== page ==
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Unformatted text preview: Pretty fast! Keep your eyes on the road. 01' You still have to pay attention. Even at slower speeds. Relational and Logical Operators The boolean expressions in i ' and 1' "—el se statements often involve the use of relational and logical operators.
You are already familiar with arithmetic operators, such as *, /, %, + and . Expressions of involving these operators yield numeric results (e.g., 3 * 10 yields 33). Relational and logical operators are used to form expressions that yield one of the two boolean values of either true or false (in Java the boolean values of true and fal se must be
written in all lowercase letters). Relational Operators Here are the six relational operators: <— Less than or equal to
E
E Here are some examples of some expressions involving relational operators, and their resulting boolean values: 100 l= 62 true 3 >= 20 :a' 5 > 5 ‘a' SE SE ll >= ll true For these examples, assume that the int variable hours has been declared and currently has the value of 15: Expression
hours > 40 ‘a' hours <= 30 :rue hours > 15 :a' Logical Operators The three logical operators: & & ,   and ! represent the actions of AND, OR and NOT, respectively. The && and H
operators are used to combine boolean expressions, the ! operator is used to reverse a boolean value. The & & operator takes two boolean operands  if both operands are true, then the entire expression is true  otherwise
it is false: ‘se && :rue ‘se && false The   operator takes two boolean operands  if either or both of the operands is true, then the entire expression is
true  the expression is only false if both operands are false: true false true false The relational and logical operators are often used together to express a complex condition for an 1' ' or 1' "—el se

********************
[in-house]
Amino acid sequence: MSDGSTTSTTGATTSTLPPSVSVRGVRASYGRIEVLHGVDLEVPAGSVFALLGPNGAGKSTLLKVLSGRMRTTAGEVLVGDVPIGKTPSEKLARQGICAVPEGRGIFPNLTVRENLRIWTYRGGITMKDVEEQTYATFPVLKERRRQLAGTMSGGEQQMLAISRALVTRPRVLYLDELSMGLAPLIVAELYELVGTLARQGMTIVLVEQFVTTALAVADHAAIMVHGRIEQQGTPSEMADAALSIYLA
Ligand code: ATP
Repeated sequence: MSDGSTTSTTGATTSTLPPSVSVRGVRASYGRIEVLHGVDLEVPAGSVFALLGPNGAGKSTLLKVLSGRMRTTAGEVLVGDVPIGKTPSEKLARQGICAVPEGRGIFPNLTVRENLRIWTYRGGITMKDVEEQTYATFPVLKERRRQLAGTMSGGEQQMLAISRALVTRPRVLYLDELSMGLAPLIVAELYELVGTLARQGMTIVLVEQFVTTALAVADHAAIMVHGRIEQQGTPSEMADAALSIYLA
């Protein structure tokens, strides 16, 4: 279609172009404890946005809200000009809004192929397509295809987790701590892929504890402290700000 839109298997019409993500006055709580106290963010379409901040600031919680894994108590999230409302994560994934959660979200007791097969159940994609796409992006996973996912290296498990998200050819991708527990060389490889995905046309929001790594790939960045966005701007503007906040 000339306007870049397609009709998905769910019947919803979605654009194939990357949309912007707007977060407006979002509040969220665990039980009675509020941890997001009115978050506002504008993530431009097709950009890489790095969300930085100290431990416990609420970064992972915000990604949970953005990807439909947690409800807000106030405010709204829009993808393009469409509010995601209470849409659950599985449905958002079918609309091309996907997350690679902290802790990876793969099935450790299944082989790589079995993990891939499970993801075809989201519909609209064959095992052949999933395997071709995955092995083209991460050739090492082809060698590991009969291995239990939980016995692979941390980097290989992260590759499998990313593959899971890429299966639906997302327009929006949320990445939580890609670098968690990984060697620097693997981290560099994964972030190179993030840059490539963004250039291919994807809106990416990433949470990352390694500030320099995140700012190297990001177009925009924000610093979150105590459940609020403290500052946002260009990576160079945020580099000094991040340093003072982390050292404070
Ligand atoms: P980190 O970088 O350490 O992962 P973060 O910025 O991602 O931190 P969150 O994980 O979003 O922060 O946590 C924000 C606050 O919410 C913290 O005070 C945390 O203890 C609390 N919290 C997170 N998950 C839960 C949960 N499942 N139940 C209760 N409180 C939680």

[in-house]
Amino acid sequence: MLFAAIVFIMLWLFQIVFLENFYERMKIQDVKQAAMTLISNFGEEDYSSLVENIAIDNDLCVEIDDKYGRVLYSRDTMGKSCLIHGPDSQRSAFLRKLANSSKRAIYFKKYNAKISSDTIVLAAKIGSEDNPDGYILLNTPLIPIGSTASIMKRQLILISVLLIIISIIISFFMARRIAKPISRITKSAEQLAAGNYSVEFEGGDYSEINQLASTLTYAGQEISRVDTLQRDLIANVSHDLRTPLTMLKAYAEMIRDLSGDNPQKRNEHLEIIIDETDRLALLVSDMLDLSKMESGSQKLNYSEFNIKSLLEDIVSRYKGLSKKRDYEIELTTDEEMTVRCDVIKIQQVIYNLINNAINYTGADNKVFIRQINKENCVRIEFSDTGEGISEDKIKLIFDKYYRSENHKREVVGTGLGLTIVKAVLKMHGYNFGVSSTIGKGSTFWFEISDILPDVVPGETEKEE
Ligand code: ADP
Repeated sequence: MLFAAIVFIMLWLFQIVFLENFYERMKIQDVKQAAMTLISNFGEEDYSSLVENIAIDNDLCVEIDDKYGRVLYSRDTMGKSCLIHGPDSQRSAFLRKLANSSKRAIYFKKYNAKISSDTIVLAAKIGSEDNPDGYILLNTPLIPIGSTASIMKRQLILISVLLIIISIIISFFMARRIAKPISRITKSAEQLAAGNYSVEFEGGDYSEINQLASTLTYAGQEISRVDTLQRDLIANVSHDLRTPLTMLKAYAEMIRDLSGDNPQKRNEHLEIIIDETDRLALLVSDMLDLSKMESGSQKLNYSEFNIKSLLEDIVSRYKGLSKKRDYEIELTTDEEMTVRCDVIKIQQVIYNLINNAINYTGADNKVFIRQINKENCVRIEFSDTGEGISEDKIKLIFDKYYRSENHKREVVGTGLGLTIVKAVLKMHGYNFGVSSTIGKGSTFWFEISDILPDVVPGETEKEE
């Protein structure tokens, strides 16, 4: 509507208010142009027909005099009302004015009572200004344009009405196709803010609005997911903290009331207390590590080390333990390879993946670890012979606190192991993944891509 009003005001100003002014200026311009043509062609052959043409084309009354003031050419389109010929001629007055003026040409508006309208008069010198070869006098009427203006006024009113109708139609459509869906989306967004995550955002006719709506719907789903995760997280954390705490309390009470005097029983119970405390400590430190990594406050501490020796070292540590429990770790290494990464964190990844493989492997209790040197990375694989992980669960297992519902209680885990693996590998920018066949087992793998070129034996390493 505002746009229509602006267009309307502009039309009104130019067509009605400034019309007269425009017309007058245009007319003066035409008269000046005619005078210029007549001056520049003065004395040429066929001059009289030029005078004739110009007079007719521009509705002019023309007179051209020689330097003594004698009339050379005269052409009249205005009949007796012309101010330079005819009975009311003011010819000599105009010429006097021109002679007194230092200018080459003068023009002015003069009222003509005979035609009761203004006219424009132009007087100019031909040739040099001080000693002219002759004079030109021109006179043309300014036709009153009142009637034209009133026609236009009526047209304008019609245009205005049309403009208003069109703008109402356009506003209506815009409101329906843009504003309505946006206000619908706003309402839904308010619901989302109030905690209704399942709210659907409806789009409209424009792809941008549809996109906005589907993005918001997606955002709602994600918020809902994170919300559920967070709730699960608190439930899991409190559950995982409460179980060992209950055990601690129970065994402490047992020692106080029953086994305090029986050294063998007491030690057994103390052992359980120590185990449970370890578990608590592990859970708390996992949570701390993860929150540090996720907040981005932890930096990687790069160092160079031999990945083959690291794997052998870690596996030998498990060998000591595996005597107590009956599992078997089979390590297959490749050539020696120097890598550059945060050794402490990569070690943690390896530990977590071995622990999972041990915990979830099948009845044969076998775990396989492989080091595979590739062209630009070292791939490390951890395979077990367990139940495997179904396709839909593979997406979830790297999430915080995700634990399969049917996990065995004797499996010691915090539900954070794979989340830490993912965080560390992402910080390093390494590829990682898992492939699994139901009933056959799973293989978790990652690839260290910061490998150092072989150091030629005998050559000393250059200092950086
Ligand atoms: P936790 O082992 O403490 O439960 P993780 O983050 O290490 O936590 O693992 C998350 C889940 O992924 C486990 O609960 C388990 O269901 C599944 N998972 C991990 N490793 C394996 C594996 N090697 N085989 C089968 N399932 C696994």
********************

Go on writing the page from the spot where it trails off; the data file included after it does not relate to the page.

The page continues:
statement. For example, a payroll program might only give a bonus to workers who have been with the company for
two or more years, and have worked at least eighty hours in the last month: if (years >: 2 && hours > 80)
paycheck +: bonus; Since the & & operator is used here, the worker only gets the bonus if both conditions are true (years >= 2 and hours >
80). If either condition is false then the entire expression is false, and the statement to add in a bonus amount is
skipped. The next example simulates a game in which a player rolls two dice (sixsided dice). The sum of the two dice yields a
value from 2 to 12. If the player rolls either a 7 or an 11 on the ﬁrst roll of the dice then they win the game: if (sum == ll sum == ll)
System.out.println("You winl"); Notice the difference between the H and the & & operators. For the years >= 2 & & hours > 8 0 expression to be
true both operands need to be true (years >2 2 and hours > 8 O for the paycheck to get a bonus). But with
the sum ==   sum == ll expression just one of the operands needs to be true (if sum is sum == 7 0r sum 2: l 1 then you win). Now that we've learned some new operators, we can update the precedence table. The table includes an indication of
the type of operator (arithmetic, logical, relational) and its associativity. Operators toward the top of the table have a
higher precedence that operators that are found lower in the table. Operator Precedence Table ...
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 Summer '08
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